For the first time in his adult life, Texas native Eric Kennie will not be able to vote in an election, due to voter ID laws.
The 45-year-old Austin resident explained to The Guardian that despite multiple trips to the Texas Department of Public Safety for an election identification certificate (EIC), the only form of ID he was capable of getting, he still was turned down for not having the proper paperwork — even when he did. Kennie joins an estimated 600,000 other Texans who are registered to vote but won't be able to this cycle. Gov. Rick Perry (R) says the strict law is in place to combat electoral fraud in Texas, a state where 20 million votes have been cast over the past decade with only two cases of voter impersonation prosecuted to conviction, The Guardian reports.
The six forms of photo ID that are acceptable under the law include up-to-date passports, military ID cards, a Texas driver's license, licenses to carry concealed handguns, citizenship certificates, and EICs. Kennie has no need for any of those. While trying to get the EIC, he showed his personal ID card, which wasn't accepted because it had expired. His cable and electricity bills weren't enough, and neither was his birth certificate, which cost $23 to purchase — a hefty price for a man who makes $15 or $20 a day recycling.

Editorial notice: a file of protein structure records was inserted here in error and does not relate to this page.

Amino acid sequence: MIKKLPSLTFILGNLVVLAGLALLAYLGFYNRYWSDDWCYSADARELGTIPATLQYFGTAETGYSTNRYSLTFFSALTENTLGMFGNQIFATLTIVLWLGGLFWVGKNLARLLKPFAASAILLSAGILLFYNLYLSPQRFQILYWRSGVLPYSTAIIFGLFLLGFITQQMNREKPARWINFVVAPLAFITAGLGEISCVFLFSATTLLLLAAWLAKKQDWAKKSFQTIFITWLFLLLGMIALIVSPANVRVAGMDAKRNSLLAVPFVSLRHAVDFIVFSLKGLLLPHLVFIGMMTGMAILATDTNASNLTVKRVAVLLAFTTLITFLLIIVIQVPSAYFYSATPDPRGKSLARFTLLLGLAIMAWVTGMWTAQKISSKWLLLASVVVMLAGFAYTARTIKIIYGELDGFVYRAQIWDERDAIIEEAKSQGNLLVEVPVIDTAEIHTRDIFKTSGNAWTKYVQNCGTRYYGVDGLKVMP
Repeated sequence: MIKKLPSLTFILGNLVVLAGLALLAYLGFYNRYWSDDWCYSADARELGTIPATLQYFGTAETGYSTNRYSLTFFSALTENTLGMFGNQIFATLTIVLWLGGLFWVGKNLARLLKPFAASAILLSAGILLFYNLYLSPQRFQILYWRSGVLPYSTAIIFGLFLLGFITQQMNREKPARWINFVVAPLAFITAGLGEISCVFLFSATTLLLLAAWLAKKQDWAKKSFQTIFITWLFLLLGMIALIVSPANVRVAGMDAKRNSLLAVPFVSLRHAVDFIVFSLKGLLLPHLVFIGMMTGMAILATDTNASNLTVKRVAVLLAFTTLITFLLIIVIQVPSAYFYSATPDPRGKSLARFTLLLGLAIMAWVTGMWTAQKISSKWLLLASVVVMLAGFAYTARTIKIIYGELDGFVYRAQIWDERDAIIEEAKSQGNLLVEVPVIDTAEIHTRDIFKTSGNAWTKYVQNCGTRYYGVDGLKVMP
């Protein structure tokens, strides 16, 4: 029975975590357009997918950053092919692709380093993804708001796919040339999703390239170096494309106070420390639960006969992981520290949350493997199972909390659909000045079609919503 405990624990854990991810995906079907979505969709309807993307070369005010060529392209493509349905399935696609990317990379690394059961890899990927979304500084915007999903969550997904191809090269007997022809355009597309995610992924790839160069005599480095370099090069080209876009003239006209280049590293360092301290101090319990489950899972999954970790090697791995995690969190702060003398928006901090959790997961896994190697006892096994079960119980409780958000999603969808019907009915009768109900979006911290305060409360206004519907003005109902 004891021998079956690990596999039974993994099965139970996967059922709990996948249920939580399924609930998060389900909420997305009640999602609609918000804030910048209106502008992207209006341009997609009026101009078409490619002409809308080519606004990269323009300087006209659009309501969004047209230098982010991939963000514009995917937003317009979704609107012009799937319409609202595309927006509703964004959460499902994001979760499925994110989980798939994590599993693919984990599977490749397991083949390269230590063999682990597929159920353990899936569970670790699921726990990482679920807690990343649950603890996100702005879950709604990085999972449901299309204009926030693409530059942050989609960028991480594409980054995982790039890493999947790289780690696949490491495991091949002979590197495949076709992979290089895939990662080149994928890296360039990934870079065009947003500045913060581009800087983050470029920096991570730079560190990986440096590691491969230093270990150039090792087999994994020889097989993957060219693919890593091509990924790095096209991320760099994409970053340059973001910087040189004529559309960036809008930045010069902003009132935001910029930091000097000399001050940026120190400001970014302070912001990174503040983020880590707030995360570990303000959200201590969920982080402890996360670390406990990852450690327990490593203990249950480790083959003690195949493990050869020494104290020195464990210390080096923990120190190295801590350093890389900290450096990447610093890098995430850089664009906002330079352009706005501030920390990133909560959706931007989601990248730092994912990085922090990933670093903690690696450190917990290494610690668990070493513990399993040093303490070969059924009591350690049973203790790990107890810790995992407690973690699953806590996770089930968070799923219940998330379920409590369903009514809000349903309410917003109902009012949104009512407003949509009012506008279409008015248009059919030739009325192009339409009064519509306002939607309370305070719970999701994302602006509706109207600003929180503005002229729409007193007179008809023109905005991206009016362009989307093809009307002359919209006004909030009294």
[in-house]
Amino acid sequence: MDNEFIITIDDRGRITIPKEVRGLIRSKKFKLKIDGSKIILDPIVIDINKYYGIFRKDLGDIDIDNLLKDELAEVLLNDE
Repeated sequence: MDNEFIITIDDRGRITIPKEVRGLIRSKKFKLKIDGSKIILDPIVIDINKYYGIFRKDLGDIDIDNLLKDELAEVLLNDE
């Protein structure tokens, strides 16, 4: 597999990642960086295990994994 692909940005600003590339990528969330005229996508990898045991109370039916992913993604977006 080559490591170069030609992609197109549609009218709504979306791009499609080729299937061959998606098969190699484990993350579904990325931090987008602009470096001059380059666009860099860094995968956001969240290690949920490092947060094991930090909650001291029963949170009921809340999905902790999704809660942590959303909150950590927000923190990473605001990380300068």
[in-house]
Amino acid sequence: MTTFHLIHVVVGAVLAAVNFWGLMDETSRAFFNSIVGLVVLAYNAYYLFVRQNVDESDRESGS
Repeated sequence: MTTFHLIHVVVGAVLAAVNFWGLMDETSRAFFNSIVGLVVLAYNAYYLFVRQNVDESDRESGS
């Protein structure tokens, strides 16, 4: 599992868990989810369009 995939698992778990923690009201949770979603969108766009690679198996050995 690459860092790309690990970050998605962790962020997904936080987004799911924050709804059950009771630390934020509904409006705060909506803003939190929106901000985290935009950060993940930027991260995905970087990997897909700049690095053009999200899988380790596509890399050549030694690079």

Kennie's birth certificate did not have his correct last name, but rather Caruthers — the hospital used his mother's maiden name, despite the fact his parents were married. He said he would never go by this last name, even if it allowed him to vote, because it would be disrespectful to his late father. Kennie has accepted that he won't be able to cast his ballot in the November election, but is looking to the future. "I do need to vote, I really do," he said. "It's too late for me, but this is for the next generation. They need us to get out the people who harm us and bring in folks who will make things a little better. So I'm going to keep on."